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Melody makers

Despite routine claims of decline, music in Britain is thriving. Bands, groups and choirs of all kinds are flourishing, and new digital technologies have opened up the world of music to a generation of bedroom-based producer-players. But can our schools and conservatoires keep up with these changes?

By Nick Crowe   July 2006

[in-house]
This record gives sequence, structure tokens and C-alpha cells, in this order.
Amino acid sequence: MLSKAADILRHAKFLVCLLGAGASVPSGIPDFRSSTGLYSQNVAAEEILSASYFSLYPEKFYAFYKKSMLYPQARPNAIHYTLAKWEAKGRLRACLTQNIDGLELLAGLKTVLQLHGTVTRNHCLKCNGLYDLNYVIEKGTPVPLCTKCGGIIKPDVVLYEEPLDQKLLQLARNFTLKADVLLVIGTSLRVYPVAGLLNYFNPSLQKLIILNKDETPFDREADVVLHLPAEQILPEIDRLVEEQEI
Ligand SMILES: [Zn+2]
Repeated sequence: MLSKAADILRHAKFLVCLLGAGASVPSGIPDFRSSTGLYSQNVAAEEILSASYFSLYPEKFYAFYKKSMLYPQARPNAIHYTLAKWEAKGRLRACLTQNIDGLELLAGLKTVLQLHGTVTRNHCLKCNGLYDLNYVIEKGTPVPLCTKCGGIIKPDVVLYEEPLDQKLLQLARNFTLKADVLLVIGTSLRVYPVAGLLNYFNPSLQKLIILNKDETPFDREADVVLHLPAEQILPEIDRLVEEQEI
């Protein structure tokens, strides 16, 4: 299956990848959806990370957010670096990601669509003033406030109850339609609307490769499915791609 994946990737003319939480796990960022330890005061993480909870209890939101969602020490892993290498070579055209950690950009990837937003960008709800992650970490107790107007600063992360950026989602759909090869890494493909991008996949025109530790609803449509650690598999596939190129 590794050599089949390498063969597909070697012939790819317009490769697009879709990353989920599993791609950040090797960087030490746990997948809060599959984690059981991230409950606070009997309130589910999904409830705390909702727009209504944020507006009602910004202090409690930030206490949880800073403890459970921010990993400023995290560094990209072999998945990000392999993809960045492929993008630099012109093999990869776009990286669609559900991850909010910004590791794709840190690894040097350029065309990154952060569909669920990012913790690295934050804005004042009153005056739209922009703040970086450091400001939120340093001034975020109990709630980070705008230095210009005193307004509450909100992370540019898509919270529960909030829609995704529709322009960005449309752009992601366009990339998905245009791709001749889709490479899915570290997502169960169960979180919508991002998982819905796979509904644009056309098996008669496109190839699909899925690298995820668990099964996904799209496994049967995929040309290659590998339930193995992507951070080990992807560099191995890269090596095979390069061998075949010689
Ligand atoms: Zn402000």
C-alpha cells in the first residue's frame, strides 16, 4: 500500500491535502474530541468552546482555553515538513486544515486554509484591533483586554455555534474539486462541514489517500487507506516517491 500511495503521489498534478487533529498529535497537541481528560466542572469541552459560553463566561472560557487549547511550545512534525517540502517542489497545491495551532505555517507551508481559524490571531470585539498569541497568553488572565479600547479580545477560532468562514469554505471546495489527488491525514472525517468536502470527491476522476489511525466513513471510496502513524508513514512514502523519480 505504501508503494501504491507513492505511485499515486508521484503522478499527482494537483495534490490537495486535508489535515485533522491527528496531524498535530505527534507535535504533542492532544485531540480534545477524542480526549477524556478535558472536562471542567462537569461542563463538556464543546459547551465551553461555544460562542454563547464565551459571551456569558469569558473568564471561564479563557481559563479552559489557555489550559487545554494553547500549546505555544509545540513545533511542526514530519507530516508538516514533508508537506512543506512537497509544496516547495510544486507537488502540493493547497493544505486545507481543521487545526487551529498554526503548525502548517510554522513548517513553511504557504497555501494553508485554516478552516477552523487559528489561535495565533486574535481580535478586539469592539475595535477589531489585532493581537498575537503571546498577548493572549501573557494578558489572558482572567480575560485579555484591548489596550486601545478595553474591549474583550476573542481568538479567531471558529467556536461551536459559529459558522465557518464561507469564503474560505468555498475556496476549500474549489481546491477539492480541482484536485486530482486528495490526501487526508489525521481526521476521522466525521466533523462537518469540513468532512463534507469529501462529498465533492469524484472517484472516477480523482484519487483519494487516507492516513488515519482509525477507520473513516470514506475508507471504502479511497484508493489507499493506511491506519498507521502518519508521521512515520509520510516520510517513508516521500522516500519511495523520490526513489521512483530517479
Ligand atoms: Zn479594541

Britain is said to be suffering a gradual decline in musicality. The conductor John Eliot Gardiner recently told the Guardian that Britain’s musical culture was “getting worse.” The director of King’s College choir, Stephen Cleobury, complained about sightreading standards among choristers and the fact that students no longer have to study harmony or counterpoint at A-level. Composer and conductor James MacMillan spoke of a “monumental dumbing-down in Scottish music education.” Last year, Exeter University closed its music department. And, worst of all, runs the argument, music teaching in state schools remains in crisis. Our status as the listening nation is…

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